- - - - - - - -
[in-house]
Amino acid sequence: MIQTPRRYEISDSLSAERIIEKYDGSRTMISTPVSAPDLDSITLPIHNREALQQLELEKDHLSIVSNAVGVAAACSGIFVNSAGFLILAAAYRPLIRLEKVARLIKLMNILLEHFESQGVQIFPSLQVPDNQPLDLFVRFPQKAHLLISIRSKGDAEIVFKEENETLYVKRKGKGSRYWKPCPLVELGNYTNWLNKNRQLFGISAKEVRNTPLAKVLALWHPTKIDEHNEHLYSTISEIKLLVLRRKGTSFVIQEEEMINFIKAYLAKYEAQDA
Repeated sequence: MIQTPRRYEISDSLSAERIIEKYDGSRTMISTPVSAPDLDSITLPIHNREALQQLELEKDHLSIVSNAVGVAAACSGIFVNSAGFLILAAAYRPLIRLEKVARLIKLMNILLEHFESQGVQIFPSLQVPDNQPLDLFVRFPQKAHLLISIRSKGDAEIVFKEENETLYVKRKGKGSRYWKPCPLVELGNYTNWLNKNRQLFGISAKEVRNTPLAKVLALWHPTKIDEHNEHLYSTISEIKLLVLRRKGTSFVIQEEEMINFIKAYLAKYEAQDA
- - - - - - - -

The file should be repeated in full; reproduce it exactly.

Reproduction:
[in-house]
Amino acid sequence: MIQTPRRYEISDSLSAERIIEKYDGSRTMISTPVSAPDLDSITLPIHNREALQQLELEKDHLSIVSNAVGVAAACSGIFVNSAGFLILAAAYRPLIRLEKVARLIKLMNILLEHFESQGVQIFPSLQVPDNQPLDLFVRFPQKAHLLISIRSKGDAEIVFKEENETLYVKRKGKGSRYWKPCPLVELGNYTNWLNKNRQLFGISAKEVRNTPLAKVLALWHPTKIDEHNEHLYSTISEIKLLVLRRKGTSFVIQEEEMINFIKAYLAKYEAQDA
Repeated sequence: MIQTPRRYEISDSLSAERIIEKYDGSRTMISTPVSAPDLDSITLPIHNREALQQLELEKDHLSIVSNAVGVAAACSGIFVNSAGFLILAAAYRPLIRLEKVARLIKLMNILLEHFESQGVQIFPSLQVPDNQPLDLFVRFPQKAHLLISIRSKGDAEIVFKEENETLYVKRKGKGSRYWKPCPLVELGNYTNWLNKNRQLFGISAKEVRNTPLAKVLALWHPTKIDEHNEHLYSTISEIKLLVLRRKGTSFVIQEEEMINFIKAYLAKYEAQDA